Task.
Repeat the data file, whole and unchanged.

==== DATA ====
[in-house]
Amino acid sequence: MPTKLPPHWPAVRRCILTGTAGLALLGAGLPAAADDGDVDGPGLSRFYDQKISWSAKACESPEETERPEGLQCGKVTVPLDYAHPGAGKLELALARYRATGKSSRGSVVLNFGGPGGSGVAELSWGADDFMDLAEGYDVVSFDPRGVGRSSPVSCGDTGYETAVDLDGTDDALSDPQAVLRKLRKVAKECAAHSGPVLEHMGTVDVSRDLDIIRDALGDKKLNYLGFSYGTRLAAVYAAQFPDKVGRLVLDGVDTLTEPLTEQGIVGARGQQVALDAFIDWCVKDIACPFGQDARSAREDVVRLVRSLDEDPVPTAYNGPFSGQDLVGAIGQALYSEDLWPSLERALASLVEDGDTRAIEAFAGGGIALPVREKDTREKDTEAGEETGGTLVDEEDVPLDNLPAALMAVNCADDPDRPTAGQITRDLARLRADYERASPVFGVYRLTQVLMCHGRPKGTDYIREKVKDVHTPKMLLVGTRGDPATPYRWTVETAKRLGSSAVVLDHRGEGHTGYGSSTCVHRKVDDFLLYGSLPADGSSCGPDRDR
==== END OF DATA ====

[in-house]
Amino acid sequence: MPTKLPPHWPAVRRCILTGTAGLALLGAGLPAAADDGDVDGPGLSRFYDQKISWSAKACESPEETERPEGLQCGKVTVPLDYAHPGAGKLELALARYRATGKSSRGSVVLNFGGPGGSGVAELSWGADDFMDLAEGYDVVSFDPRGVGRSSPVSCGDTGYETAVDLDGTDDALSDPQAVLRKLRKVAKECAAHSGPVLEHMGTVDVSRDLDIIRDALGDKKLNYLGFSYGTRLAAVYAAQFPDKVGRLVLDGVDTLTEPLTEQGIVGARGQQVALDAFIDWCVKDIACPFGQDARSAREDVVRLVRSLDEDPVPTAYNGPFSGQDLVGAIGQALYSEDLWPSLERALASLVEDGDTRAIEAFAGGGIALPVREKDTREKDTEAGEETGGTLVDEEDVPLDNLPAALMAVNCADDPDRPTAGQITRDLARLRADYERASPVFGVYRLTQVLMCHGRPKGTDYIREKVKDVHTPKMLLVGTRGDPATPYRWTVETAKRLGSSAVVLDHRGEGHTGYGSSTCVHRKVDDFLLYGSLPADGSSCGPDRDR